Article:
Video About ‘Lack of Insight’ Still Stirs Heated Debate: Can Individuals Experiencing Psychosis Make Treatment Choices?

(3-22-19) From My Files Friday – Nearly seven years ago, I posted a blog about whether anosognosia (commonly referred to as ‘lack of insight’ ) was applicable to serious mental illnesses.

I featured a video narrated by Dr. E. Fuller Torrey and produced by the Treatment Advocacy Center. Both argue that anosognosia explains why individuals who are in the midst of psychosis  often don’t believe they are ill or need help.

The four minute long video includes a snippet of a disturbing interview with Eugene Weston Jr., who entered the U.S. Capitol on July 24, 1998, and fatally shot two U.S. Capitol Police Officers: Jacob Chestnut and Detective John Gibson.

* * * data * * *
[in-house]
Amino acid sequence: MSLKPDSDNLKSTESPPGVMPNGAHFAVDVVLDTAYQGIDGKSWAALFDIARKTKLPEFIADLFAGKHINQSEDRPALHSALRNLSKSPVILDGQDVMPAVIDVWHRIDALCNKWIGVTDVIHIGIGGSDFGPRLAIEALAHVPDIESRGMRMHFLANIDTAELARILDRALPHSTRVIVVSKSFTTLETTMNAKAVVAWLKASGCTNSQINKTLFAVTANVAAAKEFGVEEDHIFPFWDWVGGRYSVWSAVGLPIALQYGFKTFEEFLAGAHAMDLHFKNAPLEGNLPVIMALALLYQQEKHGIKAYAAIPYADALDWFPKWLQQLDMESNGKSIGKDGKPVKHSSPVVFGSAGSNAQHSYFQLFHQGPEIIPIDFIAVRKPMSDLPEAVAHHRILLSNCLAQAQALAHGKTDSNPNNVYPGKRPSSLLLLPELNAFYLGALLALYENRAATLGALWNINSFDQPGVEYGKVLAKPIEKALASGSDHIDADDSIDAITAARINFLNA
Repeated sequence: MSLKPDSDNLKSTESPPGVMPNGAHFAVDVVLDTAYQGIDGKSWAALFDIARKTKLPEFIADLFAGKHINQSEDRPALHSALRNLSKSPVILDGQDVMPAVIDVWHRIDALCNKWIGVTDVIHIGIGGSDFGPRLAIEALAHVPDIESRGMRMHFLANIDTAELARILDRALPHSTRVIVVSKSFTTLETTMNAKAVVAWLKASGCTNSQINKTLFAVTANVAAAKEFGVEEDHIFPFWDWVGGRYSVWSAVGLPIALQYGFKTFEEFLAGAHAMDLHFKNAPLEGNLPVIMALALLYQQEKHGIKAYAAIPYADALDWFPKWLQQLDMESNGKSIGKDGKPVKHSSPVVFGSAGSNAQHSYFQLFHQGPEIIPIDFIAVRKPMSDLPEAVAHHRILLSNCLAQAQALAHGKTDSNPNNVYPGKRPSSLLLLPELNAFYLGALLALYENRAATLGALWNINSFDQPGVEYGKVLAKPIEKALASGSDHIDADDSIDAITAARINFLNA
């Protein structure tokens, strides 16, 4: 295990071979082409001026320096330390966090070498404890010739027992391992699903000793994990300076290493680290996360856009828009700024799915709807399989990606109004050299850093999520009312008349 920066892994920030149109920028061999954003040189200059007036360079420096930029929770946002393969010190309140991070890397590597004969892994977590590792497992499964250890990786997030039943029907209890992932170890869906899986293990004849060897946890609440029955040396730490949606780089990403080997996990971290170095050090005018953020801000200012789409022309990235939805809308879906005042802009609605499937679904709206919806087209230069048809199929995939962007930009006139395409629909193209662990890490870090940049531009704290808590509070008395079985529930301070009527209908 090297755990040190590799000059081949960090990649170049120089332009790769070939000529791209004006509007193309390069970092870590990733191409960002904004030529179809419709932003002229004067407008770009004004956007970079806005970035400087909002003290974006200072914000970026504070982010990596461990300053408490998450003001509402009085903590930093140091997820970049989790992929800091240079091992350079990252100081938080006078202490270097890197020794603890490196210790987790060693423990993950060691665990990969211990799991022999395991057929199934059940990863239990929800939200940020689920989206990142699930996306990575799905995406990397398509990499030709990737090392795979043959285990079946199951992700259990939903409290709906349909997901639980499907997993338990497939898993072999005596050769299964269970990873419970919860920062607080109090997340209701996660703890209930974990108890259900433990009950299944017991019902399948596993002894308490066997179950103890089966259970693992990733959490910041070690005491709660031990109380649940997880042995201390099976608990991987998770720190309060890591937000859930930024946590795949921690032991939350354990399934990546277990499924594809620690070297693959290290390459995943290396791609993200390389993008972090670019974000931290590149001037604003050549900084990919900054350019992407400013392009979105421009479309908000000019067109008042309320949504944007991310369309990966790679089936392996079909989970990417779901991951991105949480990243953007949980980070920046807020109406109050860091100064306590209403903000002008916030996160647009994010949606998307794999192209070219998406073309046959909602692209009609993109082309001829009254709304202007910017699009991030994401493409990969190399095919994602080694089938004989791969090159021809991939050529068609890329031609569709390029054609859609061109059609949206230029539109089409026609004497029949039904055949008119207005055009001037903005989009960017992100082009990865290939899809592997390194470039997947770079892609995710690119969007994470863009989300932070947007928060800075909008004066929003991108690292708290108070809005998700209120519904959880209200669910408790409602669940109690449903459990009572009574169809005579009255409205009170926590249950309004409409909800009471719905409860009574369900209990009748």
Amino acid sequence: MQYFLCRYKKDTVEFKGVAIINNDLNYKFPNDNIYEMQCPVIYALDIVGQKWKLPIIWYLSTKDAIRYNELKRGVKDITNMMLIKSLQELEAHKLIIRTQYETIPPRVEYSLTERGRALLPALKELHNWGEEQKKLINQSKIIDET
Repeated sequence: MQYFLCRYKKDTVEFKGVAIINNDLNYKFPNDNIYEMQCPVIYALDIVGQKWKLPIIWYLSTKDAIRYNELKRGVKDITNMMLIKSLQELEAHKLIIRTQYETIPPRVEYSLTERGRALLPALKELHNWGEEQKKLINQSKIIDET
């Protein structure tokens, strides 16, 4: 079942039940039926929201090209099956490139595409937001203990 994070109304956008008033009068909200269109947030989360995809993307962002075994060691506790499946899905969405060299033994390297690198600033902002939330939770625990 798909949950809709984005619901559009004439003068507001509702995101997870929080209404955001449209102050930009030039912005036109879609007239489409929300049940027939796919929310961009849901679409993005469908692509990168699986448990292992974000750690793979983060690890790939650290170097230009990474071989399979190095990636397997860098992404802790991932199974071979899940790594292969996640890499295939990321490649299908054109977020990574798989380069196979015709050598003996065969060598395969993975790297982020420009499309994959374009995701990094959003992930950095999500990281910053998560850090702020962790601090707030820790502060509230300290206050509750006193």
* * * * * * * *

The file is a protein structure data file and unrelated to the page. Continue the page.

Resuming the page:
After that shooting, Weston was transferred to a psychiatric center at Butner Federal Correctional Institution in Butner, North Carolina. He told a court-appointed psychiatrist that he stormed the Capitol to prevent the United States from being annihilated by disease and legions of cannibals.

Anosognosia has always been a lightening rod in mental health circles. Some claim the term doesn’t apply to mental illnesses and is being misappropriated by supporters of Assisted Outpatient Treatment to force treatment on individuals who do not want it. Supporters insist anosognosia explains why those who are clearly ill can’t make rational judgments about their need for treatment.

I’d like to hear your thoughts, especially those grounded in personal experiences, on my Facebook page. Look for Pete Earley Facebook to find it.


About the author:

Pete Earley is the bestselling author of such books as The Hot House and Crazy. When he is not spending time with his family, he tours the globe advocating for mental health reform.

Learn more about Pete.